The Harry Potter films I have seen (I and III)

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The Harry Potter films I have seen (I and III) have relied on generally unmotivated plot twists with surprisingly little foreshadowing. Interesting for film adaptation because in general, this kind of thing rarely happens in film itself. Talking the other night about In The Cut there was a fair bit of discussion about the obviousness of the twist in it. It was mostly motivated by knowledge of the ways films work, and that the noughties way is to avoid extraneous characters and every action has a meaning. Cinematic slight of hand demands that the number one suspect is rarely the killer, and indeed that the killer usually someone you have not suspected. In The Cut arses this up by having only four male characters, three of whom are suspects. It is obvious who did it.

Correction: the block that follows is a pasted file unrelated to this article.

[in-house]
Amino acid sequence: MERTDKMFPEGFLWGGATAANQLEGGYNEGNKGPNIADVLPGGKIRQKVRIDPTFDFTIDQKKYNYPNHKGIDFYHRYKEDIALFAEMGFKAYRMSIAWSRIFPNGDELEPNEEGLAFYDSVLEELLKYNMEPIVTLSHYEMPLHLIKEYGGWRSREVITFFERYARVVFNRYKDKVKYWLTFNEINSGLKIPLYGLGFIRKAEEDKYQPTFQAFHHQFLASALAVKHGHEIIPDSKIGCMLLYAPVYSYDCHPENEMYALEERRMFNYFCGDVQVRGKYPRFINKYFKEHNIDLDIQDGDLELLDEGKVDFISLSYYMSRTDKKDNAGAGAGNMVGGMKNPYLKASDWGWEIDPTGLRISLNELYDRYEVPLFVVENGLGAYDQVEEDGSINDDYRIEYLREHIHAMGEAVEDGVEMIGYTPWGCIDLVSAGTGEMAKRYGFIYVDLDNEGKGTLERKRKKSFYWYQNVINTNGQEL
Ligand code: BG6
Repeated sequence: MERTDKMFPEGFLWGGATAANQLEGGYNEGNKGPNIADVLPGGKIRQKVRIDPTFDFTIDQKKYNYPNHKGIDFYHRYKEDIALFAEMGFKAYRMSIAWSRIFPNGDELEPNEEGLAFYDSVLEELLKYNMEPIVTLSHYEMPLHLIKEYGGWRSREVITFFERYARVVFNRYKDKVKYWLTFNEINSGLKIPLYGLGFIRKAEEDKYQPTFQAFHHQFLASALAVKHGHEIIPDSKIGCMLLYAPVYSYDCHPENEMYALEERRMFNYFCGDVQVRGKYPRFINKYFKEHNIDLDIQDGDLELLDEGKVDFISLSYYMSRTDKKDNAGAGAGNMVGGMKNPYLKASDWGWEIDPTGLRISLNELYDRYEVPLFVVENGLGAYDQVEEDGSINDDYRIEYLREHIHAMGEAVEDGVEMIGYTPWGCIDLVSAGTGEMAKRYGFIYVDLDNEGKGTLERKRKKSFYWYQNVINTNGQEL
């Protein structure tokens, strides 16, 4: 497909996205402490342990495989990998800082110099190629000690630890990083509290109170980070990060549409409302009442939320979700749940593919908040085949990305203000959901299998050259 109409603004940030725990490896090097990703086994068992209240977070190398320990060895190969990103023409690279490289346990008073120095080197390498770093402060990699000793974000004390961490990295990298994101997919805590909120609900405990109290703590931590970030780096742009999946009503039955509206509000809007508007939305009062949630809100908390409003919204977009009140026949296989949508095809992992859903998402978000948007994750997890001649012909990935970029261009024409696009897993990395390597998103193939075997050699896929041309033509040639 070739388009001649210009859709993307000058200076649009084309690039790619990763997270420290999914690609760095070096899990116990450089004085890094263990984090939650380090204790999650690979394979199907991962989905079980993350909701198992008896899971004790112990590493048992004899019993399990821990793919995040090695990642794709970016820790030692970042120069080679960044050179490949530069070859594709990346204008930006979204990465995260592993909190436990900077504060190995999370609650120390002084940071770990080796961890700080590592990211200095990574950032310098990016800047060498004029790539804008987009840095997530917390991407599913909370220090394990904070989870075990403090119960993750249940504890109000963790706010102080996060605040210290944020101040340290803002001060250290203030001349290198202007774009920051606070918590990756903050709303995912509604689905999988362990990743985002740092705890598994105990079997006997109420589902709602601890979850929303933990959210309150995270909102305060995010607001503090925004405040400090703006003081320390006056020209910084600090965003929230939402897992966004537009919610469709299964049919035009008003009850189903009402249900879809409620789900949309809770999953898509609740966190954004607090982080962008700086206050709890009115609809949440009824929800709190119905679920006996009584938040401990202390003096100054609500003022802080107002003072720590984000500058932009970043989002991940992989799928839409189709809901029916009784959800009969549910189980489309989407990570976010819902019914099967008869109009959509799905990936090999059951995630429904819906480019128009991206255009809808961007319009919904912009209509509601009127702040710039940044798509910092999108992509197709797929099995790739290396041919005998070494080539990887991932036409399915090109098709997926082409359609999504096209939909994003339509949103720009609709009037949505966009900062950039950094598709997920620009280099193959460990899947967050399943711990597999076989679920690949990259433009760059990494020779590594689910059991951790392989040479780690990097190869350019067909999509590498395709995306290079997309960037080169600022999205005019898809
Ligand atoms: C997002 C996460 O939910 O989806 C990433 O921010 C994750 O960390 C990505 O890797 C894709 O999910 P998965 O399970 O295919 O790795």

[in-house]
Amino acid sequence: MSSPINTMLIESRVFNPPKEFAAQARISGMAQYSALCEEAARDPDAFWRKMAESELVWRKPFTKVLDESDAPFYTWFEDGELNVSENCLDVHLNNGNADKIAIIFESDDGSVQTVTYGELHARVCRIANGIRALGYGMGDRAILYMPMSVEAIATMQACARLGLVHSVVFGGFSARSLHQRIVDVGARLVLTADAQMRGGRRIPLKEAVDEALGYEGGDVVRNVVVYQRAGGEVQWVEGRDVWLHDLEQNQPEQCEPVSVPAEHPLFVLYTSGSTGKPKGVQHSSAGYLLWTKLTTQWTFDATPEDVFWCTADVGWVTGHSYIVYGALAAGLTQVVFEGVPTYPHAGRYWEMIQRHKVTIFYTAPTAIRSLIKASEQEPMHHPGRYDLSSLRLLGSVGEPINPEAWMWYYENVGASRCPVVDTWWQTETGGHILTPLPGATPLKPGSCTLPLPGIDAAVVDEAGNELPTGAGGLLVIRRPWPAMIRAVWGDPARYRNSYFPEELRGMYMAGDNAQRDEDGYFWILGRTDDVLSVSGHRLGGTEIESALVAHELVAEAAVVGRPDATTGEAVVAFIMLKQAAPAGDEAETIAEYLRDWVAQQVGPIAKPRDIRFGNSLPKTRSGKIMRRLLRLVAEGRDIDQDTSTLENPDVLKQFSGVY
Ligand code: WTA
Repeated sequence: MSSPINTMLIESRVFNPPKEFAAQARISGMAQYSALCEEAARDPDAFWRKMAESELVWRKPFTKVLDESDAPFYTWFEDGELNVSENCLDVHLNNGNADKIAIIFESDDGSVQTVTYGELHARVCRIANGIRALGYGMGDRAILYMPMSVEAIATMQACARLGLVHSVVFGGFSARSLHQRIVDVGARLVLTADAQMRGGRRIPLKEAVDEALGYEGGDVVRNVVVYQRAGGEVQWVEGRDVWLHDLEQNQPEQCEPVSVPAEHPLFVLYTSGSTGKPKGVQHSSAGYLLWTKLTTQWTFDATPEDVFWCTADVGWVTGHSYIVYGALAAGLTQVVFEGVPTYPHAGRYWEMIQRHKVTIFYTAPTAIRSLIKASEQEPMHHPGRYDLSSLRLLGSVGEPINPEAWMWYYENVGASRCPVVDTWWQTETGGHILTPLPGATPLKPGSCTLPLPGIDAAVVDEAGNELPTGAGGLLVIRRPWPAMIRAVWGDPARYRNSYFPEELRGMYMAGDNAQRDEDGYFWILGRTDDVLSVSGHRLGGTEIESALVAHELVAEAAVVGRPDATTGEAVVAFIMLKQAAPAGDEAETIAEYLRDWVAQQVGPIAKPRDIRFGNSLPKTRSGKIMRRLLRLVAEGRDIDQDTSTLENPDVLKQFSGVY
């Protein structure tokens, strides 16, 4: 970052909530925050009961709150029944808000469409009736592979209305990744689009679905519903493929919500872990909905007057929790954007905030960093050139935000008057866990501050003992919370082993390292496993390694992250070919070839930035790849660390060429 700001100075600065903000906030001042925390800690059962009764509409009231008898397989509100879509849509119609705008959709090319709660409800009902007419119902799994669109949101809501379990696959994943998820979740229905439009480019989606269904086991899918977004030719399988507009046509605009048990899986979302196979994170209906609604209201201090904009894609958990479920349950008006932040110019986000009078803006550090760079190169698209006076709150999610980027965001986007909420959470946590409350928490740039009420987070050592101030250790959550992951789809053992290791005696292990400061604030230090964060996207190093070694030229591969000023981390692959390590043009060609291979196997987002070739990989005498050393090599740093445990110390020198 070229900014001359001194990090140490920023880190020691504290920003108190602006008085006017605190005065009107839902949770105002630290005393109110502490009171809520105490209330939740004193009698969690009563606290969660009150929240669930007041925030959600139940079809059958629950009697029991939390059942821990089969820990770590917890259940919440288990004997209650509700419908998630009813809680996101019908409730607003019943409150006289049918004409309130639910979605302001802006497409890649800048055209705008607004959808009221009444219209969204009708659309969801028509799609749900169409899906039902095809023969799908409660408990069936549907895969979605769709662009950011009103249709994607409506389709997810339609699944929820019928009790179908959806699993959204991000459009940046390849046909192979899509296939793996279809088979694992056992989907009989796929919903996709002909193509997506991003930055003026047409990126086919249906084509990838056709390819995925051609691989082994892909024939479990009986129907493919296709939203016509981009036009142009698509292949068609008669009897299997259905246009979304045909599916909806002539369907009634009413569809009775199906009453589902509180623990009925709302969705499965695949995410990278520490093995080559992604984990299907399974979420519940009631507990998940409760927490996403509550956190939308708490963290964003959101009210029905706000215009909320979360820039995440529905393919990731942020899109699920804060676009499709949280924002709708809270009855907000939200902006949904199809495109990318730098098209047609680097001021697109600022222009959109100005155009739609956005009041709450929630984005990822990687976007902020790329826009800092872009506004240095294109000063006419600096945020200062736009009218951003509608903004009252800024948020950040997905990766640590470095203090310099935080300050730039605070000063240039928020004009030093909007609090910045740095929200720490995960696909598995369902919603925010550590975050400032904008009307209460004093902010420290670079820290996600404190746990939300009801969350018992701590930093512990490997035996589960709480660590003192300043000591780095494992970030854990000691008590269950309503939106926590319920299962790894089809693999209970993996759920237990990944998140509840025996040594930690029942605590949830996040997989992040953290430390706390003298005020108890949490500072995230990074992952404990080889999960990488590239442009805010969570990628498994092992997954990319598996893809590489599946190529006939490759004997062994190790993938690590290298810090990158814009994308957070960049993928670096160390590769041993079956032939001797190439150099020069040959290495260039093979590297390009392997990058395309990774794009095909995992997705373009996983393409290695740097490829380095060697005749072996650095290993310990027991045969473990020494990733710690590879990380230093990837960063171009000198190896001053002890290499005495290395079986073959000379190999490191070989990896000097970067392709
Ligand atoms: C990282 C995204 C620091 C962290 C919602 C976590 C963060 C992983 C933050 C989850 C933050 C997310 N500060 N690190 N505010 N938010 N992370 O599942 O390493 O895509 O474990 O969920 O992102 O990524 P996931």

The cult of Potter demands that the books are reproduced relatively faithfully. This in particular means little culling of supporting characters. Usually the suspected villain will be foreshadowed: Snape in the Philosopher’s Stone, Sirius Black in Azkaban – usually to be replaced by a character we either don’t know or was completely out of the picture. This actually is rather refreshing, though oddly as a film it is generally preaching to the knowledgable. What is undeniable though is that clever casting does most of the work for them. Oldman and Rickman are well known for their villainous roles, and hence much of the work is done. The films may be an overstuffed, breakneck ride of insignificance – but at least they offer the viewer a way out of traditional plotting.

ELVIS PRESLEY – “It’s Now Or Never”

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#109, 5th November 1960

The calling-card of the post-army Elvis, it’s easy to hear “It’s Now Or Never” simply as a record made by a tamed man. But how big, in truth, is the gap between thrilling a crowd or charming them? Elvis could sell the promise of a kiss as easily as he could the hint of a fuck, and on the belting chorus to this song he’s on fine puppy-eyed form. The problem is the verses, where Presley seems uncomfortable, going over-the-top on the vibrato and – unthinkably – sounding like a wimp.